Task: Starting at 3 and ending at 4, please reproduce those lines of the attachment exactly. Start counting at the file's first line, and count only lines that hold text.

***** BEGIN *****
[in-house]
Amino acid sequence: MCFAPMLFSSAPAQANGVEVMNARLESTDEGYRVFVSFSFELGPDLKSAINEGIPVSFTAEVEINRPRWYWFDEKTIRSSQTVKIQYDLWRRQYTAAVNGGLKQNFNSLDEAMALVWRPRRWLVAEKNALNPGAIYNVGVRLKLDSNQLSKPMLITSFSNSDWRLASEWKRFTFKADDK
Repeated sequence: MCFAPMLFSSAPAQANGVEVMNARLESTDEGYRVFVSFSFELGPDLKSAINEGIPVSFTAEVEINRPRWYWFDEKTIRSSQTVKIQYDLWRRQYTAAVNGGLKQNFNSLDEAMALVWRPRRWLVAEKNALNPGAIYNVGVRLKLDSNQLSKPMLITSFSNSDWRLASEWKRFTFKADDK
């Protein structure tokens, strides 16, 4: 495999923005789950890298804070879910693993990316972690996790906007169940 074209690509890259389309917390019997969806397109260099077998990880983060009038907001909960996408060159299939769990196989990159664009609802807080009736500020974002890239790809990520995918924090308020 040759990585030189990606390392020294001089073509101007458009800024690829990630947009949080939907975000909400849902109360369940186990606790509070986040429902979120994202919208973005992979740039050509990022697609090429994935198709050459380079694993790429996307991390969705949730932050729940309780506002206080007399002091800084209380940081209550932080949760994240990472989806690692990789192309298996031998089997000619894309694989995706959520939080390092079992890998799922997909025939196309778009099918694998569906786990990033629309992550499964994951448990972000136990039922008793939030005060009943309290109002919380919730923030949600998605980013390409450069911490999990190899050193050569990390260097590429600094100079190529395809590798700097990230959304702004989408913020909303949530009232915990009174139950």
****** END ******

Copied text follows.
Repeated sequence: MCFAPMLFSSAPAQANGVEVMNARLESTDEGYRVFVSFSFELGPDLKSAINEGIPVSFTAEVEINRPRWYWFDEKTIRSSQTVKIQYDLWRRQYTAAVNGGLKQNFNSLDEAMALVWRPRRWLVAEKNALNPGAIYNVGVRLKLDSNQLSKPMLITSFSNSDWRLASEWKRFTFKADDK
């Protein structure tokens, strides 16, 4: 495999923005789950890298804070879910693993990316972690996790906007169940 074209690509890259389309917390019997969806397109260099077998990880983060009038907001909960996408060159299939769990196989990159664009609802807080009736500020974002890239790809990520995918924090308020 040759990585030189990606390392020294001089073509101007458009800024690829990630947009949080939907975000909400849902109360369940186990606790509070986040429902979120994202919208973005992979740039050509990022697609090429994935198709050459380079694993790429996307991390969705949730932050729940309780506002206080007399002091800084209380940081209550932080949760994240990472989806690692990789192309298996031998089997000619894309694989995706959520939080390092079992890998799922997909025939196309778009099918694998569906786990990033629309992550499964994951448990972000136990039922008793939030005060009943309290109002919380919730923030949600998605980013390409450069911490999990190899050193050569990390260097590429600094100079190529395809590798700097990230959304702004989408913020909303949530009232915990009174139950």